In the provincial French context, we know that goodness equates with intelligence; the opposite pairing is ‘bête et méchant’ (‘stupid and bad’). Madeleine goes on to support François - and Isabelle (the impoverished neighbour who has taken François in, in part for the small financial return that this brings). Later he becomes part of the Blanchet household. Madeleine teaches him to read, has him prepared for his first communion and watches him grow into a decent, strong, fine-looking young man.

The Miller has a mistress and she stirs up her husband’s jealousy by insinuating that Mme Blanchet and François have an adulterous relationship – which they do not. François is forced to leave, not knowing the reason for his expulsion but believing what Madeleine tells him, namely that he has reached an age when he must now go out into the world and make his own way. After his departure both Madeleine and François fall ill – symptomatically - but are not wholly incapacitated. The implication is that their separation is damaging to their physical and mental health. In other words it is an ‘unnatural’ way for them to have to live.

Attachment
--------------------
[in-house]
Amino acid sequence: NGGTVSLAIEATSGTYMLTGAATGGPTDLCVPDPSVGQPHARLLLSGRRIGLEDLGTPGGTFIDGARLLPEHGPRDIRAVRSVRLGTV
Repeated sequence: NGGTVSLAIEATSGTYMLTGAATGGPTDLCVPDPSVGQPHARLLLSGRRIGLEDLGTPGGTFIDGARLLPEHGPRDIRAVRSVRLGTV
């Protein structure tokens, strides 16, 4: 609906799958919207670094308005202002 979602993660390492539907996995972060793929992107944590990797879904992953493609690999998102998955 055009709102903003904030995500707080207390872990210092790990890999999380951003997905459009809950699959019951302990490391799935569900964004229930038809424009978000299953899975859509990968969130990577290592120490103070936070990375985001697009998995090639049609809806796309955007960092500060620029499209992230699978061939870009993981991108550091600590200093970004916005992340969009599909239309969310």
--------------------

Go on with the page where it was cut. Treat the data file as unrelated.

Their separation lasts three years and twists in the plot make his return to the mill plausible. By this point the miller has died and Madeleine is in need of help. François is in a position to repay the kindness she showed him as a boy.

The reader is well- prepared for the quasi-Oedipal – or recognition – scene as François has, ‘par la volonté du Bon Dieux’ [By the Grace of the Good Lord] over-heard two other characters explaining the reason for his original expulsion from the mill, ie the allegation that he and Madeleine are lovers.